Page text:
How is microscopic colitis treated?
Microscopic colitis can get better on its own, but most patients have recurrent symptoms.
The main treatment for microscopic colitis is medication. In many cases, the doctor will start treatment with an antidiarrheal medication such as Pepto-Bismol® or Imodium® .
Other medications the doctor can prescribe include:
- Corticosteroids, man-made drugs that closely resemble cortisol (a hormone that your adrenal glands produce). Steroids work by decreasing inflammation and reducing the activity of the immune system. The two steroids most often prescribed for microscopic colitis are budesonide (Entocort®) and prednisone. Budesonide is believed to be the safest and most effective medication for treating microscopic colitis.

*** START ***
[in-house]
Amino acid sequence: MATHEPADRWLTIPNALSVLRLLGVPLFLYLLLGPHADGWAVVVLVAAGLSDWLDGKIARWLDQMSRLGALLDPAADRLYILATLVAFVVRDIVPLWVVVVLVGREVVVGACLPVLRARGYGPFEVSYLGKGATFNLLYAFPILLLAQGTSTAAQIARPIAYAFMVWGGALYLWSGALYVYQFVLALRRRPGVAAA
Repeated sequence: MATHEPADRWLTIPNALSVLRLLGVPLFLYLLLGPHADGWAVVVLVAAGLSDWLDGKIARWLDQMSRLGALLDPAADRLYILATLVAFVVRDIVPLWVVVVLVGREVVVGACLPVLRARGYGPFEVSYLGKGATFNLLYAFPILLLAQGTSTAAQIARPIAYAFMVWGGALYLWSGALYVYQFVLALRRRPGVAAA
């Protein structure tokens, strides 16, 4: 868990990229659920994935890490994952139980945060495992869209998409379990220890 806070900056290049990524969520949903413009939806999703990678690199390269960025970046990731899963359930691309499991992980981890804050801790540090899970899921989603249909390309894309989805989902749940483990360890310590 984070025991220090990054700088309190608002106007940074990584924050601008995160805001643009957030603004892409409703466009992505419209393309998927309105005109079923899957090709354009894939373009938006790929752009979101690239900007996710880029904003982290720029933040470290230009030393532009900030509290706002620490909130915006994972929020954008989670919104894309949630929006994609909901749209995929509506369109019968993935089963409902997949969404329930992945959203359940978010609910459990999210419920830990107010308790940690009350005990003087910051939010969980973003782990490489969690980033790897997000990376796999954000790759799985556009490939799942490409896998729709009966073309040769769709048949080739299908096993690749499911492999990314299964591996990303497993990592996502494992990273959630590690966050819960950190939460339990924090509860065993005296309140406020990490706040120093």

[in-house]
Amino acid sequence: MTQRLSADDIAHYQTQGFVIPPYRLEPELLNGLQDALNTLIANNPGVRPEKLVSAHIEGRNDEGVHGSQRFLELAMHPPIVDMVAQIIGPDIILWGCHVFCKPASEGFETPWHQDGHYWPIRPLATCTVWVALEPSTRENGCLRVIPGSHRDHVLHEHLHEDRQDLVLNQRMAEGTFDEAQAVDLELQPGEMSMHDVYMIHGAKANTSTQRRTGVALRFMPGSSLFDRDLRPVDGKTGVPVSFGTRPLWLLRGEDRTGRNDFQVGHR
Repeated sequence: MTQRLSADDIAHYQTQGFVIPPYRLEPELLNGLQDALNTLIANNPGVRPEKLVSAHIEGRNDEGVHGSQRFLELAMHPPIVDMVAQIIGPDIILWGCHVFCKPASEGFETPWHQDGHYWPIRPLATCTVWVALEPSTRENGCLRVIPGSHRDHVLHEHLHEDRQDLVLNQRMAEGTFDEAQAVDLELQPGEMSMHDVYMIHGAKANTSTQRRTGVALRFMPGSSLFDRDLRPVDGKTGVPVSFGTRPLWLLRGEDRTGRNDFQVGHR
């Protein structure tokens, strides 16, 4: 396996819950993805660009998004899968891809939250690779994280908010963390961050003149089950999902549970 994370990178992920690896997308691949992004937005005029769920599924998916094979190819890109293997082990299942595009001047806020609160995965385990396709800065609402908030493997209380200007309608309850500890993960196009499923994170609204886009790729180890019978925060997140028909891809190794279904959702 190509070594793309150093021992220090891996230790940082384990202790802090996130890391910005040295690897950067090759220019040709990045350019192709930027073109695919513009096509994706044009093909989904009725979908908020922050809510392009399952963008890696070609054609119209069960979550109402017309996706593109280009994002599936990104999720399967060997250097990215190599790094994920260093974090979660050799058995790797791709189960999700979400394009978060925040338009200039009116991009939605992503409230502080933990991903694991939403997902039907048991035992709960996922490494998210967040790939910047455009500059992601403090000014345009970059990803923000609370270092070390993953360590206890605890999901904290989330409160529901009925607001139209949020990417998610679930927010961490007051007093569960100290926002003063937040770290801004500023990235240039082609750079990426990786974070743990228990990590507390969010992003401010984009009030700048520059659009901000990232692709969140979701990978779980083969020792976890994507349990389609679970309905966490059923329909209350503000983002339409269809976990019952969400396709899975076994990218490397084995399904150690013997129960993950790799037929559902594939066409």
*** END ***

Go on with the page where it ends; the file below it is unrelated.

- Cholestyramine resin (Locholest®, Questran®), which blocks bile acids
- Mesalamine (Apriso®, Asacol®) and sulfasalazine (Azulfidine®) to reduce swelling
- Medications that work on the immune system, such as mercaptopurine (Purinethol®), azathioprine (Azasan®, Imuran®), and methotrexate (Rheumatrex®, Trexall®)
- Tumor Necrosis Factor (TNF) inhibitors such as infliximab (Remicade®) and adalimumab (Humira®)
The doctor may also recommend that you avoid certain foods, such as caffeine or artificial sugars.
As a last resort when medications are not working, the doctor may recommend surgery to remove part or all of the colon.